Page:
Pauline Latham is the Member of Parliament for Mid Derbyshire and is an Officer of the All-Party Parliamentary Group on Anti-Corruption. Follow Pauline on Twitter.
In the last couple of weeks, the Democratic Republic of Congo (DRC) has hit the headlines as internal conflict has escalated, causing thousands of people to flee their homes in fear of violence.
It was only a few weeks ago that I led a Westminster Hall debate on DRC, a country in which the life expectancy of a man is 47 and a woman, 50. Despite being a country that is one of the world’s richest in natural resources (such as the coltan integral to our mobile phones and laptops) its people and government are amongst the poorest in the world. DRC ranks 187th out of 187 countries in the UN Human Development Index.
Exports of minerals from Africa are worth around $333 billion a year, nearly seven times the value of international aid. I am rightly proud that it is a Conservative Government that will finally meet Britain’s historic pledges on aid. But imagine what could be achieved by countries like the DRC if the revenues raised from their resources were also targeted to benefit the poorest communities. If the UK has a problem getting some companies to pay their way, imagine the difficulties much less well equipped and well funded governments have.
There is currently a window to make a real difference. The US, in its landmark Dodd-Frank Act, has taken serious measures to shine the light on payments by extractive industries in countries where they are operating. Similar legislation (the Accounting and Transparency Directives) is currently going through the EU (incidentally – this is the EU for once doing what it should be restricted to – setting up fair and level playing fields for the international market). If EU legislation matches the American act, the framework will cover two thirds of the world’s listed extractive companies. Companies will have to publish what they pay to developing countries for their natural resources. Furthermore, the US and EU legislation will cover many of the biggest Chinese firms such as SINOPEC, CNOC and PetroChina, and could add pressure on Shanghai to look at similar legislation.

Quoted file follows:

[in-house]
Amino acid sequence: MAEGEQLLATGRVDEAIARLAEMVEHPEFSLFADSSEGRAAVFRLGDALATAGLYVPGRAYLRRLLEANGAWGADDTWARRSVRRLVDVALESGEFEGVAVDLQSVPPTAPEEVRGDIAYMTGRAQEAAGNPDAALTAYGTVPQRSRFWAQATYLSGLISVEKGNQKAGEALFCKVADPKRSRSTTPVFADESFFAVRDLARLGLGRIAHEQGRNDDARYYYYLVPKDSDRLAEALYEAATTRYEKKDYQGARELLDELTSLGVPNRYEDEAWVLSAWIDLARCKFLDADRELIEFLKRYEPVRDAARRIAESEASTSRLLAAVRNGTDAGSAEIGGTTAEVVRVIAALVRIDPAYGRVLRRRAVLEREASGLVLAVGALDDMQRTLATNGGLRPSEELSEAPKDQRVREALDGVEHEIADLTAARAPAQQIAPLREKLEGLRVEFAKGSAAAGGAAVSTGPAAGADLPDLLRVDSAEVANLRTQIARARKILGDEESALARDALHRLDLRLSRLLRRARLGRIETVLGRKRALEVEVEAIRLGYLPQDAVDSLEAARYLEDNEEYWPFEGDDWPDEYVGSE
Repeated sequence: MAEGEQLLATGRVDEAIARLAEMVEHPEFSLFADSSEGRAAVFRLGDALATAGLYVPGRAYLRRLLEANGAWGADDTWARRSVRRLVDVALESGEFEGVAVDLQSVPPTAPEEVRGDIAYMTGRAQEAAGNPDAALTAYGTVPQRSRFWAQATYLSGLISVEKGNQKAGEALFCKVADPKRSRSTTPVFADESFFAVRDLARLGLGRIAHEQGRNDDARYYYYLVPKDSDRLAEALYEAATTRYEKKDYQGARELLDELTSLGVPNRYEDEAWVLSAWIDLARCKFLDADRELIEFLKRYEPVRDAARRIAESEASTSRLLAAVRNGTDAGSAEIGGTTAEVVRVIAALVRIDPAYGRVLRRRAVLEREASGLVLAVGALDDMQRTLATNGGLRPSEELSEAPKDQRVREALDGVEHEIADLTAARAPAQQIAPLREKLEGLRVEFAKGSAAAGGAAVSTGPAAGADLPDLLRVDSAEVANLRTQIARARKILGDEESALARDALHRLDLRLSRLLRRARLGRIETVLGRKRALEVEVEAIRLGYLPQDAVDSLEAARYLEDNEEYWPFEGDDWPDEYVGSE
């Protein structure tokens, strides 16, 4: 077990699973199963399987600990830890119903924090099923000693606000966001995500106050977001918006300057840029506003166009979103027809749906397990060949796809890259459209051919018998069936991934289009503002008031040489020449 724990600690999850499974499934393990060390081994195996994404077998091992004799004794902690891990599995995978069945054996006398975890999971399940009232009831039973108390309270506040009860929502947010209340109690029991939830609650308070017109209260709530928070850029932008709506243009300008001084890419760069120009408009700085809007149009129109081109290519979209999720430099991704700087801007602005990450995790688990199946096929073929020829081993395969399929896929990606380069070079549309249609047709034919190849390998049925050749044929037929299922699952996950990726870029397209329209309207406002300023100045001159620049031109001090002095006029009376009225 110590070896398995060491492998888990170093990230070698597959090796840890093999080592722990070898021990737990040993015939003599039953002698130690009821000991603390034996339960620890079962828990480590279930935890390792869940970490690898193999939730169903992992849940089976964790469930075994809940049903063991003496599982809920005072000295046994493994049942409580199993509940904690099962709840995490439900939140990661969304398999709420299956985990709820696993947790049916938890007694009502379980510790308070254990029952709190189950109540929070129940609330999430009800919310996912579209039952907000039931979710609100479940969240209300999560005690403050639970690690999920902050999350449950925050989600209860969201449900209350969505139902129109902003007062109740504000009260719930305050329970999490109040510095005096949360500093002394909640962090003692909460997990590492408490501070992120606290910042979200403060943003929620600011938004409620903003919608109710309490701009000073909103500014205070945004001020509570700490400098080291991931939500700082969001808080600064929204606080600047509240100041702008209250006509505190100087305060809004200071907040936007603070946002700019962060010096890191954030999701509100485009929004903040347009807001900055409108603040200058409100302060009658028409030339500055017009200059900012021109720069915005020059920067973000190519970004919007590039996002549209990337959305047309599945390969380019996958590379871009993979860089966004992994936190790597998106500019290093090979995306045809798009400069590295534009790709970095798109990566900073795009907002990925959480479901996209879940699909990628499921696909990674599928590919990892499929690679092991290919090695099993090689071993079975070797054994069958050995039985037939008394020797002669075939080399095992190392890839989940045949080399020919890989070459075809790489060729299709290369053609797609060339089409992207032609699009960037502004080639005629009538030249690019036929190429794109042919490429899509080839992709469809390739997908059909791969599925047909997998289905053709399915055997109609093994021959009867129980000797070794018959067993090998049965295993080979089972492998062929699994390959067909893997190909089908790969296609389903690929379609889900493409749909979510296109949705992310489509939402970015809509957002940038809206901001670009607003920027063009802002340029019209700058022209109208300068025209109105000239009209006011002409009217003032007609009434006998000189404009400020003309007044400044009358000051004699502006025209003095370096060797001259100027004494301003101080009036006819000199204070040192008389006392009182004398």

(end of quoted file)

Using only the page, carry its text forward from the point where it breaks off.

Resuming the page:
By making sure that there are no exemptions for any company under any circumstance, that there is a minimum payment threshold for each mining project and that these projects are defined in a robust and meaningful way, developed countries can ensure an equal market, and that the poorest people receive a fair deal.
Corruption has a global impact. It puts the brakes on development and stops wealth being shared fairly. It holds back the global economy that we desperately need to be exporting to. It is a root cause of conflict, violence and extreme poverty, giving rise to insecurity which hits our streets at home and our interests abroad. Well functioning economies share the proceeds of growth. Faced with the human tragedy of humanitarian disasters and persistent poverty, it is morally right to continue our aid spend. But it is through trade that developing countries will get the sustainable resources to provide the services we take for granted – health, education, infrastructure, security.
Today (9 December) is International Anti-Corruption Day. David Cameron is rightly putting transparency at the heart of the G8. Let’s make sure that at home, in Europe and across the world British business, the British people and the British Government are leading the way in tackling the root causes of corruption. And through that, let’s give the world’s poorest people, in the DRC and beyond, the best chance they can have to prosper.